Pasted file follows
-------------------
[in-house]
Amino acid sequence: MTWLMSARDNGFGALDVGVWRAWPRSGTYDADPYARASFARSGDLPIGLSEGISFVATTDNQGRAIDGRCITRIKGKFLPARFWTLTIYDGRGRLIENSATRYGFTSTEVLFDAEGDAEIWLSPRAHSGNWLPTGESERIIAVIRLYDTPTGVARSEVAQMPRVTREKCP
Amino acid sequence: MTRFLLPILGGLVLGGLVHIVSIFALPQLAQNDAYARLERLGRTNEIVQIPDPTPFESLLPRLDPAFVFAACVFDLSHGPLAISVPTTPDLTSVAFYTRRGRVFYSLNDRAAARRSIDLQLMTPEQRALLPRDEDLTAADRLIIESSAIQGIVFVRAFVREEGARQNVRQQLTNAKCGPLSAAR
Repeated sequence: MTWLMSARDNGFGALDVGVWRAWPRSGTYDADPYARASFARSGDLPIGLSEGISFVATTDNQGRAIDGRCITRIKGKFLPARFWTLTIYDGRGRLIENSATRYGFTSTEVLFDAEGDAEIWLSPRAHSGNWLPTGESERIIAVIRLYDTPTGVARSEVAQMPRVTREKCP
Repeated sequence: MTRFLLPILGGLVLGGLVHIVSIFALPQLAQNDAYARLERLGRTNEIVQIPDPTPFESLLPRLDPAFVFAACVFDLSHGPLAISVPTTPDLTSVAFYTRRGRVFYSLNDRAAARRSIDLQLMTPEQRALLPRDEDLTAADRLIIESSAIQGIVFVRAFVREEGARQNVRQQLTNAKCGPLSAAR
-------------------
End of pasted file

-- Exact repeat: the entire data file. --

[in-house]
Amino acid sequence: MTWLMSARDNGFGALDVGVWRAWPRSGTYDADPYARASFARSGDLPIGLSEGISFVATTDNQGRAIDGRCITRIKGKFLPARFWTLTIYDGRGRLIENSATRYGFTSTEVLFDAEGDAEIWLSPRAHSGNWLPTGESERIIAVIRLYDTPTGVARSEVAQMPRVTREKCP
Amino acid sequence: MTRFLLPILGGLVLGGLVHIVSIFALPQLAQNDAYARLERLGRTNEIVQIPDPTPFESLLPRLDPAFVFAACVFDLSHGPLAISVPTTPDLTSVAFYTRRGRVFYSLNDRAAARRSIDLQLMTPEQRALLPRDEDLTAADRLIIESSAIQGIVFVRAFVREEGARQNVRQQLTNAKCGPLSAAR
Repeated sequence: MTWLMSARDNGFGALDVGVWRAWPRSGTYDADPYARASFARSGDLPIGLSEGISFVATTDNQGRAIDGRCITRIKGKFLPARFWTLTIYDGRGRLIENSATRYGFTSTEVLFDAEGDAEIWLSPRAHSGNWLPTGESERIIAVIRLYDTPTGVARSEVAQMPRVTREKCP
Repeated sequence: MTRFLLPILGGLVLGGLVHIVSIFALPQLAQNDAYARLERLGRTNEIVQIPDPTPFESLLPRLDPAFVFAACVFDLSHGPLAISVPTTPDLTSVAFYTRRGRVFYSLNDRAAARRSIDLQLMTPEQRALLPRDEDLTAADRLIIESSAIQGIVFVRAFVREEGARQNVRQQLTNAKCGPLSAAR